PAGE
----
Now Variety have announced that Quibi, the mobile video platform set for launch in 2020, will be developing a new version of The Fugitive that, drawing parallels to Sutherland’s prior work on 24, will use a terrorist act as the catalyst for the action. ‘When a bomb rips through the Los Angeles subway train he’s riding on, blue-collar Mike Ferro just wants to make sure his wife Allison and ten-year-old daughter Pearl are safe,’ reveals the synopsis. ‘But the faulty evidence on the ground and ‘tweet-now, confirm-later’ journalism paint a nightmarish picture: it looks to all the world that Mike was responsible for the heinous act. Wrongfully and very publicly accused, Mike must prove his innocence by uncovering the real perpetrator, before the legendary cop heading the investigation can apprehend him.’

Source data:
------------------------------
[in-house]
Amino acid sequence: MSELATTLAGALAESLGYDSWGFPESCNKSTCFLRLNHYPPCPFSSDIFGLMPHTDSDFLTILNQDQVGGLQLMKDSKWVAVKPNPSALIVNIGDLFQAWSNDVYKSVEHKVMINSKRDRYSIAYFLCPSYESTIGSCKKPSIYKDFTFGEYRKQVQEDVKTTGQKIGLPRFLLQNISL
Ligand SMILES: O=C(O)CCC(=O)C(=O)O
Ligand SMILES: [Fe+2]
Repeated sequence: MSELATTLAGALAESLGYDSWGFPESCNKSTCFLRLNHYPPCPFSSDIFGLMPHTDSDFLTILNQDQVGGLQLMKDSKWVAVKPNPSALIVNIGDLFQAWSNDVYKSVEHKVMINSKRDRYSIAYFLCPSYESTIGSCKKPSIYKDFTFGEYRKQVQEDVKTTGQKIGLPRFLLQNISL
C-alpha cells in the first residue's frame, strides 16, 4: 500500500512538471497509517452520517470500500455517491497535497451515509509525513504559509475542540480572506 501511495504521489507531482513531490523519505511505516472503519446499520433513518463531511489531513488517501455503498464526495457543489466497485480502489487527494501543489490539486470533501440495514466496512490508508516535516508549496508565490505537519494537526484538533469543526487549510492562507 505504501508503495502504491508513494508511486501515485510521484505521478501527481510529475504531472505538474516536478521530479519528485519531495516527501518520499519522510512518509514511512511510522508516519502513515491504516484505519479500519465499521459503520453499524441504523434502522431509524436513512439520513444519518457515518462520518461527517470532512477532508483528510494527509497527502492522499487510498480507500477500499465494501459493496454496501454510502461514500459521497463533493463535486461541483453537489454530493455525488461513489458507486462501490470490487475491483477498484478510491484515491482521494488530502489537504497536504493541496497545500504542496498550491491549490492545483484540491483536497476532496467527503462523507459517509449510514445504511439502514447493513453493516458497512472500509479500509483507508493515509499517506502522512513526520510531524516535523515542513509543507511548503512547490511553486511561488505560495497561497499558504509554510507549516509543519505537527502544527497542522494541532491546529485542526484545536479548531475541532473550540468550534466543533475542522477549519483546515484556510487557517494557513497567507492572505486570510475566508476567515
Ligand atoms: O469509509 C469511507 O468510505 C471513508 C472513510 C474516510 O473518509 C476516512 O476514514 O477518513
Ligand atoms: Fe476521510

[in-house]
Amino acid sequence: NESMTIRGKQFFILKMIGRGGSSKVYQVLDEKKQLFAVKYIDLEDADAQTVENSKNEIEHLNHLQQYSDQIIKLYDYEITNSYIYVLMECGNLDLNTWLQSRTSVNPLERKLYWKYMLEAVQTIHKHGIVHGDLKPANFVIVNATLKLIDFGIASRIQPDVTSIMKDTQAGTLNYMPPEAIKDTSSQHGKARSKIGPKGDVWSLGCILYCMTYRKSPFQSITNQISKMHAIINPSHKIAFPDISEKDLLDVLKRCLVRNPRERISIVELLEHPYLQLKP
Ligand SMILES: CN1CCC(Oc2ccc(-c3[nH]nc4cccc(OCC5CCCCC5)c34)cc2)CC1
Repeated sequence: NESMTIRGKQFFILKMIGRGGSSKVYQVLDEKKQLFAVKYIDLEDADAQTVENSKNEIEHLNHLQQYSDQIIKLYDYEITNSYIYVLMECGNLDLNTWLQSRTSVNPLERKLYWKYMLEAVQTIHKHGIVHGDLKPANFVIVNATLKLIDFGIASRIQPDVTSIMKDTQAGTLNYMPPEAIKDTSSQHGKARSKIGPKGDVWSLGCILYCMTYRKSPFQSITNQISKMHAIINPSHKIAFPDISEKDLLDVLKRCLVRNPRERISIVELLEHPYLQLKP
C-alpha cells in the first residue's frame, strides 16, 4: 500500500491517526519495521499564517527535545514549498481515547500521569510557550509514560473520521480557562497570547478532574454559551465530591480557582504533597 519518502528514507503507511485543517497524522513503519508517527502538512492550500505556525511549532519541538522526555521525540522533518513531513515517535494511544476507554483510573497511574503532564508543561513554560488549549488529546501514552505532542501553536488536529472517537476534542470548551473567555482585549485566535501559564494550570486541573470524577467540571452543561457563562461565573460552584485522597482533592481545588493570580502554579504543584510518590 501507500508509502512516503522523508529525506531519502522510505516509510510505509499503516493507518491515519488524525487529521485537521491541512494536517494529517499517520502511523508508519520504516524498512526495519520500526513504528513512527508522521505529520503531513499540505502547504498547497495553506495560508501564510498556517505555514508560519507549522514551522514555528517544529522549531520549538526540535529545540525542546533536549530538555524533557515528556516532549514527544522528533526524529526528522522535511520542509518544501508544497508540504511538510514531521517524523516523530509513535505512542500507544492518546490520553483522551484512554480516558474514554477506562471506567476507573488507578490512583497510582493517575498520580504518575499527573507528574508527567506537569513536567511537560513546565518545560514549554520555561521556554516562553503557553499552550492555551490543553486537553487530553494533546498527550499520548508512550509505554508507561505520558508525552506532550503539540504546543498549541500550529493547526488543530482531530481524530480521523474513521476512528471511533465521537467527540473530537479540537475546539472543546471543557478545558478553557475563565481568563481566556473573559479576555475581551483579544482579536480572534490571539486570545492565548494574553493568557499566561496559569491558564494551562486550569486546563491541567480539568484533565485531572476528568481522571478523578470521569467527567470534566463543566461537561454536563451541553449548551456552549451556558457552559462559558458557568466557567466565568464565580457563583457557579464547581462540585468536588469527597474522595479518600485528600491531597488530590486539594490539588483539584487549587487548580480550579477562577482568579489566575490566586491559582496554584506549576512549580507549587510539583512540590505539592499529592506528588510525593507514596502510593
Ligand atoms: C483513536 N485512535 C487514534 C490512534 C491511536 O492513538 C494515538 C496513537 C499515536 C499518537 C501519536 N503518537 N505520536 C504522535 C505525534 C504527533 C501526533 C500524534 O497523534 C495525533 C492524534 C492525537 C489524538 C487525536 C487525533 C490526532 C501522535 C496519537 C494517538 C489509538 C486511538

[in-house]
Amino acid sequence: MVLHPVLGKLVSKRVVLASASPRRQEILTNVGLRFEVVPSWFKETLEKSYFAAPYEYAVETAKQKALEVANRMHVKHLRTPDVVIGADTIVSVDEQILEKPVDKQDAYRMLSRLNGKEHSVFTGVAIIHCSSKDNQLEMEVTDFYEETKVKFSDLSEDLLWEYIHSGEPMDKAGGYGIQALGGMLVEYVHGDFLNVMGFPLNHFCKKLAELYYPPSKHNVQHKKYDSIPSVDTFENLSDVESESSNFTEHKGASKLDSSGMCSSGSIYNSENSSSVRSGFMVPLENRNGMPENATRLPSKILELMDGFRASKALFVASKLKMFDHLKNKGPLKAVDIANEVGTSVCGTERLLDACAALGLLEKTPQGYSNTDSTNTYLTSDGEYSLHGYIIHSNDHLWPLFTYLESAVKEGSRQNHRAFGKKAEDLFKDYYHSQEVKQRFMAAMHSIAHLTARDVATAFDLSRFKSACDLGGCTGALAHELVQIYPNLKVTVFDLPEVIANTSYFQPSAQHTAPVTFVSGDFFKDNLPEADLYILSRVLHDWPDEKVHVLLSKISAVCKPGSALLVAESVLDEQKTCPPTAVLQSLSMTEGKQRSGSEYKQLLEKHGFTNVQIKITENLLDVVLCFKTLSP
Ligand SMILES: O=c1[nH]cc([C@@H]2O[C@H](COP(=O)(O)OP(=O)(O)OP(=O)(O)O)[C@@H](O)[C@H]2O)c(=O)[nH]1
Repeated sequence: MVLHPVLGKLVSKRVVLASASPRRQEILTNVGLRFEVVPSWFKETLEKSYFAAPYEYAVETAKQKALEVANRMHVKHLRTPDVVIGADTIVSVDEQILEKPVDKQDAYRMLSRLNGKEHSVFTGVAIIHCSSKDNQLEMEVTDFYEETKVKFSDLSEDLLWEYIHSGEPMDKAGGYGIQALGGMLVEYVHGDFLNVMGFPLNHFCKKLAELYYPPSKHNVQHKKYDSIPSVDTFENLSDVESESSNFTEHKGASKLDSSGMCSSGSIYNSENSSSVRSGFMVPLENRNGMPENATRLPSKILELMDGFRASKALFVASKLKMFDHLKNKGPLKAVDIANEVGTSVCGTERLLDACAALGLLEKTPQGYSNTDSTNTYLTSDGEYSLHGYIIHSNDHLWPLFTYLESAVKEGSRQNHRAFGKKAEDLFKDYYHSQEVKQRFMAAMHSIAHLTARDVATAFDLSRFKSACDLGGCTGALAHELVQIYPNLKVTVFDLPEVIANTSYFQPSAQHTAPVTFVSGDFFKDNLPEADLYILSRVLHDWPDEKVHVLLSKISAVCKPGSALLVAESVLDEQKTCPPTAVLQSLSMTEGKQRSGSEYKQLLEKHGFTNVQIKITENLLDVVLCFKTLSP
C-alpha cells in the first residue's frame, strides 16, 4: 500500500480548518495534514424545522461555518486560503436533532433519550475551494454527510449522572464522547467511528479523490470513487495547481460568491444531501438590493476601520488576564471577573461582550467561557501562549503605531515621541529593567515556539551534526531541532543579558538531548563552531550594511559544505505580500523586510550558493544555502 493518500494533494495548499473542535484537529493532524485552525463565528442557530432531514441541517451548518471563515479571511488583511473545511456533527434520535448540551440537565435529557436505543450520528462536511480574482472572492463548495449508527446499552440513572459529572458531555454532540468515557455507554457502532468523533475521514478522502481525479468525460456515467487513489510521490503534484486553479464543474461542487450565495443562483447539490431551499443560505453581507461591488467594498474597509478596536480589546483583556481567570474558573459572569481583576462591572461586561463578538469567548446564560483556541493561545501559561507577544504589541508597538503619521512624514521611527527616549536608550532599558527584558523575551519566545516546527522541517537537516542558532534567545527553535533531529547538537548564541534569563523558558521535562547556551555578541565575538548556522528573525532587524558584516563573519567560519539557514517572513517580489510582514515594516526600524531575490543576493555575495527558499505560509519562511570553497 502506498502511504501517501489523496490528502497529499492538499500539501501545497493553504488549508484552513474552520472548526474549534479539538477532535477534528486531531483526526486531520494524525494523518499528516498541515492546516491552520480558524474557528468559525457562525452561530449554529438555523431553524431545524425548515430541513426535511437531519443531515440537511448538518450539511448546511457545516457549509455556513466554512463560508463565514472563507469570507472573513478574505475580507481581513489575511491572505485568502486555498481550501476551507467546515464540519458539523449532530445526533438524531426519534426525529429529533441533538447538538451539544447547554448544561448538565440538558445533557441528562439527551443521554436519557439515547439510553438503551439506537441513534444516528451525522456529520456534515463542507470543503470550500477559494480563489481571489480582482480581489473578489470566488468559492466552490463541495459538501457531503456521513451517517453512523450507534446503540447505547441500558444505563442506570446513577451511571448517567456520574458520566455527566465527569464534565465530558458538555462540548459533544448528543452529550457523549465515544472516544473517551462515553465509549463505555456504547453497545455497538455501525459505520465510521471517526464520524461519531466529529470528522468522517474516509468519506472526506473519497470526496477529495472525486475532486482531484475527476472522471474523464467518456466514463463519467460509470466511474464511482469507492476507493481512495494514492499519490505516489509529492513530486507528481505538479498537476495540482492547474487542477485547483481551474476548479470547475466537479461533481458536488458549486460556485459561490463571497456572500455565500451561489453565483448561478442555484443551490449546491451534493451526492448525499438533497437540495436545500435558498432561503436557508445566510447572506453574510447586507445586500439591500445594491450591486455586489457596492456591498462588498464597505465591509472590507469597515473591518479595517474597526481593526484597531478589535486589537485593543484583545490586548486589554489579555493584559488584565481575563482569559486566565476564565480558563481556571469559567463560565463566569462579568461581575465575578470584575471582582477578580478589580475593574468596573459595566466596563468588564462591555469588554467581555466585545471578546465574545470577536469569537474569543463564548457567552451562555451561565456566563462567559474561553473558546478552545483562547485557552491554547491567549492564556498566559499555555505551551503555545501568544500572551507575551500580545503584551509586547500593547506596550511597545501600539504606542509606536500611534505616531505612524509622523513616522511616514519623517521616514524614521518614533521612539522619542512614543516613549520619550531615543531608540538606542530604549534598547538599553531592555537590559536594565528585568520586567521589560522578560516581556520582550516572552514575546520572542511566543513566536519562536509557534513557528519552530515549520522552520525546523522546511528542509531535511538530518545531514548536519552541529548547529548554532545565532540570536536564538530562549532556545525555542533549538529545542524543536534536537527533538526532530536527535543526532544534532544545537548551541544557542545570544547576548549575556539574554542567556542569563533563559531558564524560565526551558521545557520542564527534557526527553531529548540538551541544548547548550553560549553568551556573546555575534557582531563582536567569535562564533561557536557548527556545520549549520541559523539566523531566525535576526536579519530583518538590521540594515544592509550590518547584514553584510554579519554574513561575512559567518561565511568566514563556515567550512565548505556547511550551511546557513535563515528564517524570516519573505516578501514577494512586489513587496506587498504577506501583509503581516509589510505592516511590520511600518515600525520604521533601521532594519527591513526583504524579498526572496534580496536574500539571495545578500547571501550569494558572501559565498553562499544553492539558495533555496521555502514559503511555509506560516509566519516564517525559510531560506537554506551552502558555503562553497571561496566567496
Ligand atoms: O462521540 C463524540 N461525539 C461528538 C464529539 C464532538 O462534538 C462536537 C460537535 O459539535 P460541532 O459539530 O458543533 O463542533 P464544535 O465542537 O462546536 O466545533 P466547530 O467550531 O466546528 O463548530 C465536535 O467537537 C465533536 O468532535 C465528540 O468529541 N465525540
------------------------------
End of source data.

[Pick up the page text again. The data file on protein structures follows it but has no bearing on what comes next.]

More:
With Ferro replacing Kimble as the show’s protagonist, perhaps to make an ‘everyman’ hero more relatable to the public than that of a doctor, the role of the protagonist will be played by Kentucky-born Boyd Holbrook, whose prior credits have included such diverse projects as Gone Girl, Narcos and Logan. Sutherland, meanwhile, will portray the authority figure responsible for bringing him to justice. Throughout his thirty-five-year career Sutherland has regularly been cast as lawmen, either as a cop in Renegades, FBI agent in Flashback or a Secret Service agent in The Sentinel. Arguably his most famous role, though, was as a counter terrorist agent in the long-running small screen thriller 24.

We were never advocating torture